Sunday, November 22, 2009


Words like "heal" and "cure" spark furious debate in the autism community. Some folks claim that their children have been "cured" by therapies ranging from the physical to the behavioral. Others retort that autism is never cured, but rather is lived with and coped with through various strategies. Some people on the spectrum, particularly folks with Asperger's, say that they wouldn't want a cure even if there was one. The talents and weaknesses that stem from their place on the spectrum are integral parts of who they are. Who would they even be if they got cured?

I don't really talk about autism cures. When Jenny McCarthy comes up in conversation I stare down as if there is something really compelling on my plate or in my glass. I just don't want to think about. Even more, I don't want to argue about it.

But I did have to think about it during the last few weeks. My pastor has preached a series of sermons on episodes of healing in the gospel accounts. This morning, the series ended with an opportunity for people to receive anointing and ask for prayers of healing. I don't want Martin to be someone different than he is. But at the same time, I do wish he did not have to struggle to communicate. I wish he never had to be confused about what we say or expect for him. I wish it wasn't hard for him to navigate a school day. I wish he knew what to say each time another child asks him to play.

After the service, I went over to talk to my friend, Lois, who is fighting a very serious battle with cancer. In the three years I've known her, I have witnessed her incredibly generous and hopeful approach to people and life. Throughout her treatments, she has evinced admirable strength and courage. She was anointed today. Martin was not. I told her that I wasn't sure if it would be the right thing, if a cure for autism was the thing to hope for. She looked at me and said, "But wouldn't it be awesome for God to do it, to take away his difficulties?"

When I think about it, many of Martin's difficulties have subsided significantly in the last year and a half. He is happier now. He is frustrated less often. Tonight, he played with a house full of kids and had a wonderful time. That didn't happen two years ago. I've attributed this change to the hard work of therapists and teachers, to the countless hours of one-on-one time that it takes to make a difference in autistic kids' lives. But I shouldn't shut out the possibility that there has been something called healing as well. I've always thought of the work as mine and my husband's and Martin's teachers. But maybe God is working in this as well.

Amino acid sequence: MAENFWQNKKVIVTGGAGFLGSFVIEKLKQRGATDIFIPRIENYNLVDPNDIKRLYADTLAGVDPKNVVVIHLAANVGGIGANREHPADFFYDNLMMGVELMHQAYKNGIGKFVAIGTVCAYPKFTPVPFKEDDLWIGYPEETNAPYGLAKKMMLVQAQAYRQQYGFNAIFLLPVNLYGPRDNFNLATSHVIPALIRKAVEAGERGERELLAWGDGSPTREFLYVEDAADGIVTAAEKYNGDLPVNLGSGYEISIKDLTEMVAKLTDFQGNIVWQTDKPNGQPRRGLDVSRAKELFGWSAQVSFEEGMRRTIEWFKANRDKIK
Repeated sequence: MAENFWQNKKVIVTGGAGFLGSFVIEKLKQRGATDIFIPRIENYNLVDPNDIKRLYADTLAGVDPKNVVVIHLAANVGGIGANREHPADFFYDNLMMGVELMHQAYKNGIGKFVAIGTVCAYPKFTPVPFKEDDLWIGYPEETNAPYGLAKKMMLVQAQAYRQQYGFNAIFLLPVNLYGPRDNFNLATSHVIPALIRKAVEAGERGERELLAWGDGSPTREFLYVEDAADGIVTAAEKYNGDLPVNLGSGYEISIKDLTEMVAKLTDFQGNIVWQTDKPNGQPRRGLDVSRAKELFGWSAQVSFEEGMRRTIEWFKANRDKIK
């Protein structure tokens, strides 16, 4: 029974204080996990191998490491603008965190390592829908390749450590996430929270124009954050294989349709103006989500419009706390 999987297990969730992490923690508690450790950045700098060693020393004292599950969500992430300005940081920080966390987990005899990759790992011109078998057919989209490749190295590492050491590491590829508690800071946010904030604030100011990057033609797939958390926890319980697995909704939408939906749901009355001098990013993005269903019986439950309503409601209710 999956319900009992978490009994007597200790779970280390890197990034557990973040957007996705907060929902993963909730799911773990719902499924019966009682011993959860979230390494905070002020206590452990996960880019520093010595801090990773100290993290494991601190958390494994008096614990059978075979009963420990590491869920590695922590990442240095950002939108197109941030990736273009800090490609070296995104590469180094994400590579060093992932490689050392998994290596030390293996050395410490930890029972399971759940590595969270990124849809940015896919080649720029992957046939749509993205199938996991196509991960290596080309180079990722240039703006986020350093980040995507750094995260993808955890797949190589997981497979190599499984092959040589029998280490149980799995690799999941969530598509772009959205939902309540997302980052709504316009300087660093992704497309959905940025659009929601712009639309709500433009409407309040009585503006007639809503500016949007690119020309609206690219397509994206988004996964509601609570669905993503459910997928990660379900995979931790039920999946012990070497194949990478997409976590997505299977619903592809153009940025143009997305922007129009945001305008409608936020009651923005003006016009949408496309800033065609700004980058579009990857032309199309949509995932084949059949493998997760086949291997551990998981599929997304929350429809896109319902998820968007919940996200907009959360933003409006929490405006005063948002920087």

1. Jen, I have thought of you and Martin through this series on healing. I agree with your questions. It would be hard for me to balance the wish that the world would be more accepting of his differences with the desire for some of those differences to be ameliorated. I also think that I tend not to ask for healing for things that I have no "medical" cure for. Like there can only be healing through my particular paradigm. This morning's service reminds me that there are many paths to healing. Carry on! Hannah

  2. Jen, I have struggled to understand what true "healing" is recently myself. One reflection that has been somewhat eye opening in my journey is that I am the one who needs healing--constantly. Not something I really want to be faced with most of the time, so I only let it surface occasionally.
    Also, I have recently been with a Rabbi who pointed out that we as humans are the name of God walking around. YHVH in Hebrew lined up vertically is in the shape of the human body. Someone traced these letters on my body in a powerful exercise where I realized I embody God. Not only that, so does everyone else! It has helped me to begin to shift how I see people now--their angel comes ahead to greet my angel.
    I hear your struggle about Martin being "healed" from who he is--a wonderful image of YHVH. Could it be that I might be healed from my afflictions by simply being with this holy creature? I hope to someday have the pleasure of meeting Martin in person.

  3. That was quite the comment by Jeni. I told the story in a recent sermon of working at a group home and meeting a women who only said "Get me coffee, bitch!' If you sat with this women she would immediately take your hand. As I got to know her story a bit better I learned that for almost her entire life she had lived in a large state facility, where she shared a room with another women, and they held hands all day, every day for 15 years. It is hard to discount the significance and the lesson of that kind faithfulness. This, of course, is an extreme example, but still,healing can't be a repudiation of what is already manifestly good. Healing has to be understood against a norm larger than the normalizing of societies or institutions, norms which are so often disabling. Whatever sort of new creation might occur in the eschaton for the women I refer to certainly the goodness created in extremis will not be repudiated or negated... but powerfully activated... and for you and Martin as well!